Concussion wants desperately to be The Insider: A fact-based story about one man standing up against an evil corporate entity, produced only a short time after the real events took place, and having the effect of turning the world against said entity.
The film, which alleges that the NFL knew about its concussion problem and did little to address it, has its heart and sympathies in the right place. It's a story absolutely worth telling, boasted by a half-dozen strong performances. Its ultimate failure is in the filmmaking itself.
Directed by Peter Landesman, who with 2013's Parkland directed the most boring movie ever made about the JFK assassination, Concussion tells the story of Dr. Bennett Omalu (Will Smith), the researcher who played a major role in establishing that NFL players are in unusual danger of concussions, brain damage and early death. But in speaking out, Dr. Omalu faces significant pushback from the NFL, which seeks to undermine his work at every turn.
In an introductory flourish that I bet Aaron Sorkin is kicking himself for never having tried, Omalu is introduced on a witness stand, taking several minutes to rattle off every one of his academic degrees. I have no doubt that Dr. Omalu is a wonderful doctor and researcher who has done important work. But he's ill-served by a film that both exaggerates his work and frames it in sort of ridiculous terms.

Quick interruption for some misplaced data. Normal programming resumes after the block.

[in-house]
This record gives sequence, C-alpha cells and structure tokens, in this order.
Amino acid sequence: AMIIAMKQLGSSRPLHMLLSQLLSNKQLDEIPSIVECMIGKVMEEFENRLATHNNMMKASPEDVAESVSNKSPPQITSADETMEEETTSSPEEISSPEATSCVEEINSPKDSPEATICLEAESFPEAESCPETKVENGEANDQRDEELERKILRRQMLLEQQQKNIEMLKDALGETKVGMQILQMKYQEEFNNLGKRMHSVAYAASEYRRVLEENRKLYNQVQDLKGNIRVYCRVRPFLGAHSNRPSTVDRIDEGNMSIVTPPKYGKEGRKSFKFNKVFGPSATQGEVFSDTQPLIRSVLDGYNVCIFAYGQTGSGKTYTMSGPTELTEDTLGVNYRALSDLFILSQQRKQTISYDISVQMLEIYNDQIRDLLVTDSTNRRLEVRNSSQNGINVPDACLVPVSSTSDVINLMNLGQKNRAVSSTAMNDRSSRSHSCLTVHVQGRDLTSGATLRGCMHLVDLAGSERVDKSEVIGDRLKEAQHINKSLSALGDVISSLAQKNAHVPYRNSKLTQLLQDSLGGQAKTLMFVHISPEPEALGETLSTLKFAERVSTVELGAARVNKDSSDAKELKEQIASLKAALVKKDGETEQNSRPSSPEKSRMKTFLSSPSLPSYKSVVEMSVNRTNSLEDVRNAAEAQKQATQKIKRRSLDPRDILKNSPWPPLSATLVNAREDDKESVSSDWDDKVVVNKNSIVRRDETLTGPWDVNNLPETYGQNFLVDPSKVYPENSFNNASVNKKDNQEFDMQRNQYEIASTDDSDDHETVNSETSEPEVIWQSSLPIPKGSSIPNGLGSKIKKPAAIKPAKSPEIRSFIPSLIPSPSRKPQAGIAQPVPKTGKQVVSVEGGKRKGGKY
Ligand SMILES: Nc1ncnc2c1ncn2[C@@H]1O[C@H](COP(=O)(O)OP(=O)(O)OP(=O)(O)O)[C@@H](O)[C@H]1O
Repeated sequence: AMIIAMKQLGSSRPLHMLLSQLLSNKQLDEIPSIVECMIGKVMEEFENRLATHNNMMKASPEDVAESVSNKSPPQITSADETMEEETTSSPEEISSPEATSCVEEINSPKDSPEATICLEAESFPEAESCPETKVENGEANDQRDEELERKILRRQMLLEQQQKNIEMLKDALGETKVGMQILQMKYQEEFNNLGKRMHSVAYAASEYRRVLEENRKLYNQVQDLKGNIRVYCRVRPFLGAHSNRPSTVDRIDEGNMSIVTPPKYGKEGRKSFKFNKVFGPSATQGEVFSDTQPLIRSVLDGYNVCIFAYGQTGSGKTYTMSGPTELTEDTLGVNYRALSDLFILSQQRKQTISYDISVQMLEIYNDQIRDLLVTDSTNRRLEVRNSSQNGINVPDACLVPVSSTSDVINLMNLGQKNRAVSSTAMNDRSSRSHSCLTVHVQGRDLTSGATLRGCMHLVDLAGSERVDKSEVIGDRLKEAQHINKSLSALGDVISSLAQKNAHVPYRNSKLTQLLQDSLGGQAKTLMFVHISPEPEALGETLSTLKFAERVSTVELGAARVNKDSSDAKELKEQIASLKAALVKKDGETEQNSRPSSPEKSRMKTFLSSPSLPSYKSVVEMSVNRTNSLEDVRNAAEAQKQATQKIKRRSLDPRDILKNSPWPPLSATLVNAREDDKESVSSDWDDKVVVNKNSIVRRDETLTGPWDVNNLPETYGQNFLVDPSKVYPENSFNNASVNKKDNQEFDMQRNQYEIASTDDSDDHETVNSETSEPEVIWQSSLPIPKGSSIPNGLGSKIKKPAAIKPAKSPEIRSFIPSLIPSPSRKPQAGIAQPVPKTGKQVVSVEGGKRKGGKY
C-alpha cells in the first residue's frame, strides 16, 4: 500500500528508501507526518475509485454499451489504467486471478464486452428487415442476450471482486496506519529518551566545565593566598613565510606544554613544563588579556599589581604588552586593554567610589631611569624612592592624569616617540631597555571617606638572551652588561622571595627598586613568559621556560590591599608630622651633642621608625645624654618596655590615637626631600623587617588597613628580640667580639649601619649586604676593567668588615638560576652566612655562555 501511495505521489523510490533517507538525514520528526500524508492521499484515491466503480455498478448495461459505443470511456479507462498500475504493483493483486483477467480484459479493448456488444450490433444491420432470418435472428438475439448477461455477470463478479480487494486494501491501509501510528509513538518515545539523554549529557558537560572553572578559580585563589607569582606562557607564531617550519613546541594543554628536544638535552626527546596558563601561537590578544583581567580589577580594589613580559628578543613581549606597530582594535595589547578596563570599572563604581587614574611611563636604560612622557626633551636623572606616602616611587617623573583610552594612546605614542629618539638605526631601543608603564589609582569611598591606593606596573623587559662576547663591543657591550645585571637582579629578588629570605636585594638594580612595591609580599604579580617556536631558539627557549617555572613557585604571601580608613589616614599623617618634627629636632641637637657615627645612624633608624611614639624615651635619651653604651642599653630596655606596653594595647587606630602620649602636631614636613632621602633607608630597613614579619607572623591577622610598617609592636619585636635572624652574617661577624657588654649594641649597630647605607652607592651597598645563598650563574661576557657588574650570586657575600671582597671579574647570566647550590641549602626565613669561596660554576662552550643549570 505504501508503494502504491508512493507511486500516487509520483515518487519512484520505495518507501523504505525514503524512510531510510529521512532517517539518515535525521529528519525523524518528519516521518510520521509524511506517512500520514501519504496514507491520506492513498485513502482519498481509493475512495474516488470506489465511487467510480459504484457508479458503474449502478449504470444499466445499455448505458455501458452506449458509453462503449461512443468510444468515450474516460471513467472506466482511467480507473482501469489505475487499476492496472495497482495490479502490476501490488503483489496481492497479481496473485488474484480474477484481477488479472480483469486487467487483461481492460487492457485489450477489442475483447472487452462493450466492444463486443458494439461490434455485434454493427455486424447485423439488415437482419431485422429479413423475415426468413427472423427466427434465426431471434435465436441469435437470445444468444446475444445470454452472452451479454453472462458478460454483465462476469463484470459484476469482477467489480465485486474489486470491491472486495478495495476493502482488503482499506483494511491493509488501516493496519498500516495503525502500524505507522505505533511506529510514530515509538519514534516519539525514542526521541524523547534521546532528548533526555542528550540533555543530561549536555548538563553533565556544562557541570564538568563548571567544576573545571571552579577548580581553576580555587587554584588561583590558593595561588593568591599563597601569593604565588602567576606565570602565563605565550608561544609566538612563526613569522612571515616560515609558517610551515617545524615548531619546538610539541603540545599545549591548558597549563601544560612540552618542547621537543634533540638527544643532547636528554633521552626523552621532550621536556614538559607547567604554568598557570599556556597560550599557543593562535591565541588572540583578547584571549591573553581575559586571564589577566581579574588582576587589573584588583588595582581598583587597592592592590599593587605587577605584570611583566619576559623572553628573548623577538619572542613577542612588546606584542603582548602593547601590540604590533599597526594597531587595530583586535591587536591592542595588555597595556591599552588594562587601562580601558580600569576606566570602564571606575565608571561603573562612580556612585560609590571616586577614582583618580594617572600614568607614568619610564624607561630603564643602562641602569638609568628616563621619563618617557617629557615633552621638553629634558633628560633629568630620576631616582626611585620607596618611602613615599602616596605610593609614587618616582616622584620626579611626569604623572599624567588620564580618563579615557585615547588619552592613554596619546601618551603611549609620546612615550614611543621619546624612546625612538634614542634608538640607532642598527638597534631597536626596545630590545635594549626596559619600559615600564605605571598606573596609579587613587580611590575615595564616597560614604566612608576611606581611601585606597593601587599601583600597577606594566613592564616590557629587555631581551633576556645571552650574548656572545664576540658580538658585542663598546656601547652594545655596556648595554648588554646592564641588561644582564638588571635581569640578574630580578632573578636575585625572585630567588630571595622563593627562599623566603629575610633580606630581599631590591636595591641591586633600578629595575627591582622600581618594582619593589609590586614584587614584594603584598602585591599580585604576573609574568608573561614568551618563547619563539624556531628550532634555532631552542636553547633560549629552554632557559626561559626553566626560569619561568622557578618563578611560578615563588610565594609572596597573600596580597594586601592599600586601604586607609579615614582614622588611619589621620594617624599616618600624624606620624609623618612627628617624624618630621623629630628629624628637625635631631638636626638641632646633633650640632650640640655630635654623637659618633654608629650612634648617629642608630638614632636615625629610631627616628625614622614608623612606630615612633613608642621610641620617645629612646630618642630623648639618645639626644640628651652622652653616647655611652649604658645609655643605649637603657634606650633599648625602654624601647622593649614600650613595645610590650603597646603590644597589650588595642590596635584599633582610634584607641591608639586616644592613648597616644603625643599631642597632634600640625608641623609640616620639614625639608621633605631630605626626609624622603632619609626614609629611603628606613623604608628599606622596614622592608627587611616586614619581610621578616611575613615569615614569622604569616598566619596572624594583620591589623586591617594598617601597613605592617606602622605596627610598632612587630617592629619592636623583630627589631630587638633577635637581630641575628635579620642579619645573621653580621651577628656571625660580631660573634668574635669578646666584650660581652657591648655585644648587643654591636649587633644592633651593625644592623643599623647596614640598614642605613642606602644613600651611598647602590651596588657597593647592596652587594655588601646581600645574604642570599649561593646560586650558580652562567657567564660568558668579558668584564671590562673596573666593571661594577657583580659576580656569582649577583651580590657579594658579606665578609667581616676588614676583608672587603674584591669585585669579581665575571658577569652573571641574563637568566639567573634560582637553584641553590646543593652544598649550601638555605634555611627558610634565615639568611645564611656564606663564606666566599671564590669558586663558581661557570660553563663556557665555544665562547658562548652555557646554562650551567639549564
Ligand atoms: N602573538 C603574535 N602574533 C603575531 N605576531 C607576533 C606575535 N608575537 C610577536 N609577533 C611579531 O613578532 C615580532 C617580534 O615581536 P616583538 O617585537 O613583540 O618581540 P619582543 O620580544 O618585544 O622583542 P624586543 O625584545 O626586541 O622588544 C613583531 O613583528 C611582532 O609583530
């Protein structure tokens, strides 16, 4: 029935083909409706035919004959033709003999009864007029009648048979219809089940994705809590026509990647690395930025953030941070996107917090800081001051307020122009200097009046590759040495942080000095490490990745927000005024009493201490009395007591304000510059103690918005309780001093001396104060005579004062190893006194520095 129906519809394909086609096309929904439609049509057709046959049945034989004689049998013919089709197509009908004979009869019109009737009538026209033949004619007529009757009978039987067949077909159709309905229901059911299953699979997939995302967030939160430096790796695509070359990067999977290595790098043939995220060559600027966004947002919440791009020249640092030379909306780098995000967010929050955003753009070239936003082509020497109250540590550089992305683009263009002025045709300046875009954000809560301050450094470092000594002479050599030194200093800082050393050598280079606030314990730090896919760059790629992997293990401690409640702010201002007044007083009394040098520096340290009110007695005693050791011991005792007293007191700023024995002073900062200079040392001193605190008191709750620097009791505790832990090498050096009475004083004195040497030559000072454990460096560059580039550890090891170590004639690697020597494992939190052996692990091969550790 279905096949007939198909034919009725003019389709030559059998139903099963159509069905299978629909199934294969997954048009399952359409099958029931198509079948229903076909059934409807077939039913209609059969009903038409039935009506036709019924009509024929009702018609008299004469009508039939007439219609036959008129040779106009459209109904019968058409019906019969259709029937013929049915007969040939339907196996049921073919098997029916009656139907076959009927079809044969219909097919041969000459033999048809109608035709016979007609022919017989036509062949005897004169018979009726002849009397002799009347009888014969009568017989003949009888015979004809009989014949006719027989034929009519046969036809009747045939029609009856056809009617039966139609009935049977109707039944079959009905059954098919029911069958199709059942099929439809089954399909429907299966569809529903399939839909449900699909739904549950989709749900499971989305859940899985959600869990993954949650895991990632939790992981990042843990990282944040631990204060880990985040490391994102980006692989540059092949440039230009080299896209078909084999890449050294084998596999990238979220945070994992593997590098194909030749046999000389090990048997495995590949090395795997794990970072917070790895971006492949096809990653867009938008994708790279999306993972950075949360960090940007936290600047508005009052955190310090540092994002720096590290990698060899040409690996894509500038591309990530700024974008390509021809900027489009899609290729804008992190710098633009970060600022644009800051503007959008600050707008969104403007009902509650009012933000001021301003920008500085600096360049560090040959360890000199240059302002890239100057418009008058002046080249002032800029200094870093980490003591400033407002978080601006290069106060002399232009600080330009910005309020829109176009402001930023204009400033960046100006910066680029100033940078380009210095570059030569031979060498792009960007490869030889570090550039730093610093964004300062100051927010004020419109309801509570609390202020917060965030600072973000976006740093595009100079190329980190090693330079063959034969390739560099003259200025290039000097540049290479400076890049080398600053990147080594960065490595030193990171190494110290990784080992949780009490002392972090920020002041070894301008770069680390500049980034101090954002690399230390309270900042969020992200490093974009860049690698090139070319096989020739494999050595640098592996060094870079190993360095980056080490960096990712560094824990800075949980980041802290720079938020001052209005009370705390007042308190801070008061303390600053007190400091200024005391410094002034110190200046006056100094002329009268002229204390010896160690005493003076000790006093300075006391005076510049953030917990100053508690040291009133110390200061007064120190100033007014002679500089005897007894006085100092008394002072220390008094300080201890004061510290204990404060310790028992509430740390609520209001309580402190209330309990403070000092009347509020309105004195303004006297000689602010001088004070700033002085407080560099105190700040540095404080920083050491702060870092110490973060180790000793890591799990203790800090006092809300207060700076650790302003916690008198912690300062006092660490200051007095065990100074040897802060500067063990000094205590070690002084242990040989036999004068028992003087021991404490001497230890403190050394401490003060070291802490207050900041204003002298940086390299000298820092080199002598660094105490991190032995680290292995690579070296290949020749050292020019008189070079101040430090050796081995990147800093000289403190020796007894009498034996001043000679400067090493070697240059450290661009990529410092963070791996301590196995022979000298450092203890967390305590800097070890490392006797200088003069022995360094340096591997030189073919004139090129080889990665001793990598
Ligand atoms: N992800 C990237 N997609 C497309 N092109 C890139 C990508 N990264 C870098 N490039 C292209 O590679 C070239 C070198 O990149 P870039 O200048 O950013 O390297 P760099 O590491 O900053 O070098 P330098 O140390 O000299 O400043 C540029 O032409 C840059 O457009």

The film has one intriguing idea- that Dr. Omalu is a highly talented immigrant who always wanted to come to America, arrived with great success, yet had his introduction to his adopted homeland lead to a direct confrontation with that nation's most popular game. But even then, it overplays its hand, by stating that premise out loud four or five times.
The central dichotomy here is that football fans -and players, for that matter- know all about the concussions and dangers and that a lot of the men who play the game are going to end up either crippled or dead at a young age. They just don't care enough to stop watching. The film touches on this, but only barely.
This is nowhere close to the best possible version of this story. For one thing, it gives credit to Omalu for things he didn't actually do (he did not, in fact, name the brain disease "chronic traumatic encephalopathy.") it completely omits any non-Omalu researchers, such as the Boston University team that's been at the forefront of actually testing athletes' brains. That one of those researchers, Chris Nowinski, was once a WWE wrestler indicates that I might rather see a movie about him.